BRADENTON — Tourism officials in Manatee and Sarasota counties are taking a backseat in directing a $25 million tourism advertising campaign aimed to positively promote Florida’s beaches in the wake of the Gulf oil spill.
For now, local convention and visitor bureau leaders say it’s in the state’s best interest to let Visit Florida take ownership of the marketing strategy.
“I think what all the CVBs are in support of is letting Visit Florida craft a message for the state and for the areas that are directly affected,” said Jessica Grace, marketing and public relations director for the Bradenton Area Convention and Visitors Bureau. “Right now, what’s most important is getting out the word that no area is directly affected.”
BP gave the state $25 million for Visit Florida, the state’s tourism arm, and local tourist development councils to launch a marketing campaign stating Florida’s beaches haven’t been impacted by the Deepwater Horizon oil spill in the Gulf of Mexico.
Initially, Visit Florida said its marketing approach would be regionalized messages.
Will Seccombe, chief marketing officer for Visit Florida, told the Bradenton Herald on May 11 “it is very important for the messages to be localized. Everyone will have their voice heard.”
That thinking, however, has since shifted after state senators and chief financial officer Alex Sink criticized a $2.5 million emergency response campaign Visit Florida released in 15 of Florida’s summer drive markets.
State officials said the ads Visit Florida was asked to get out quickly before receiving BP’s $25 million did little to help northwest Florida battle the effects of the oil spill.
Now, Visit Florida has TV ads it is ready to release stressing the Panhandle is free of oil.
“The first phase of advertisements is intended to help the folks in Northwest Florida the most,” said Kathy Torian, communications manager for Visit Florida. “We’re hovering around $7 million for the first phase, but we believe there will be money going to individual counties in Northwest Florida.”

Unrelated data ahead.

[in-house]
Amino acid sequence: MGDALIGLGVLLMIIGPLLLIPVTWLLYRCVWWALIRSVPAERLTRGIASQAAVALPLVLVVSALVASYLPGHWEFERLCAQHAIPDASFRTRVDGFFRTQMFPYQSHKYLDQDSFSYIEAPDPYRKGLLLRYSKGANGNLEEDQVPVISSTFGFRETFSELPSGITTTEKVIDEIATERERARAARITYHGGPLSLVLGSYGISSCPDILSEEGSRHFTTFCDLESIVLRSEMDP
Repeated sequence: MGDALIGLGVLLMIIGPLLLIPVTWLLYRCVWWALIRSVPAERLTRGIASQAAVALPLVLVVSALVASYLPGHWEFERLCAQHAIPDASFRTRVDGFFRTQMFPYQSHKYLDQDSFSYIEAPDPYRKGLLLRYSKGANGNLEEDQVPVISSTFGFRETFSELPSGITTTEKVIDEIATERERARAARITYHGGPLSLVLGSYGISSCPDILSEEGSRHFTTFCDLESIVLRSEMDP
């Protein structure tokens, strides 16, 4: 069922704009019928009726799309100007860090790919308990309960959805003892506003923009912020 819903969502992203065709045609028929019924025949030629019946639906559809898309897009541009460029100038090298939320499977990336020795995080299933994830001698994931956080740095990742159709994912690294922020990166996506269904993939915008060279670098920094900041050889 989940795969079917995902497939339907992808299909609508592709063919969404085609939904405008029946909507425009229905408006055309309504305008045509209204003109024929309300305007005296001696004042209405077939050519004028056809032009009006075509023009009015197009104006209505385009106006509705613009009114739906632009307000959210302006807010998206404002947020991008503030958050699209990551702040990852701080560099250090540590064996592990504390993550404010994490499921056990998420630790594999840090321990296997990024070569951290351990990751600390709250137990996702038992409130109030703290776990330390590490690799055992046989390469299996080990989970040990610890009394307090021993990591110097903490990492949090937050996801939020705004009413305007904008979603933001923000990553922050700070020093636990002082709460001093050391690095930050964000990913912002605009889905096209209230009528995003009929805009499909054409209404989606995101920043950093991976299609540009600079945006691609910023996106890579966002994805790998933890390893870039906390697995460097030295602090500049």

Visit Florida has sent new television advertisements promoting the Sunshine State to television stations in the Southeast to begin airing next week. Torian said the ads have new footage that was shot last week and will focus on Northwest Florida sites.
Visit Florida’s television ads will be 30 seconds, and have been created so that they can be cut to 20 seconds; coastal counties can add on a 10-second message about their beaches.
Virginia Haley, president of the Sarasota Convention and Visitors Bureau, said her staff submitted a 10-second TV ad for Visit Florida to use in its new advertising.
“We’ve got a gorgeous shot of Siesta Key that says, ‘Wish you were here,’” Haley said.
Haley, too, said the $25 million marketing campaign should be in Visit Florida’s control.
“To me they are the only ones who should get the money,” Haley said. “We think it’s very important to have a unified message for the state of Florida.”
Torian, however, said it is up to Crist on whether Visit Florida will get all $25 million and have leadership of the marketing campaign, or whether some of the money will be allocated to individual counties.
On Friday, Torian was still waiting to hear Crist’s decision on that matter but it appears some money may be given to coastal counties in Northwest Florida.
Ivey Sterling, a spokesman for the governor’s office, said Crist was assessing that decision Friday afternoon.
“In addition to the state of Florida’s marketing campaign, Gov. Crist has requested that local tourist development councils in the coastal counties of Northwest Florida submit local marketing plans,” Sterling said via e-mail. “We just received their plans and are expediting a response.”
Manatee tourism officials will assess how to spend any money it may receive upon notification of any funding possibilities.
“We would have to assess the situation when that time comes,” Grace said. “We would definitely use every penny and would work with the TDC to best determine what outlets and avenues we could use to spend that money. But we will have to address that when the time comes. Right now it’s a ‘what if’.”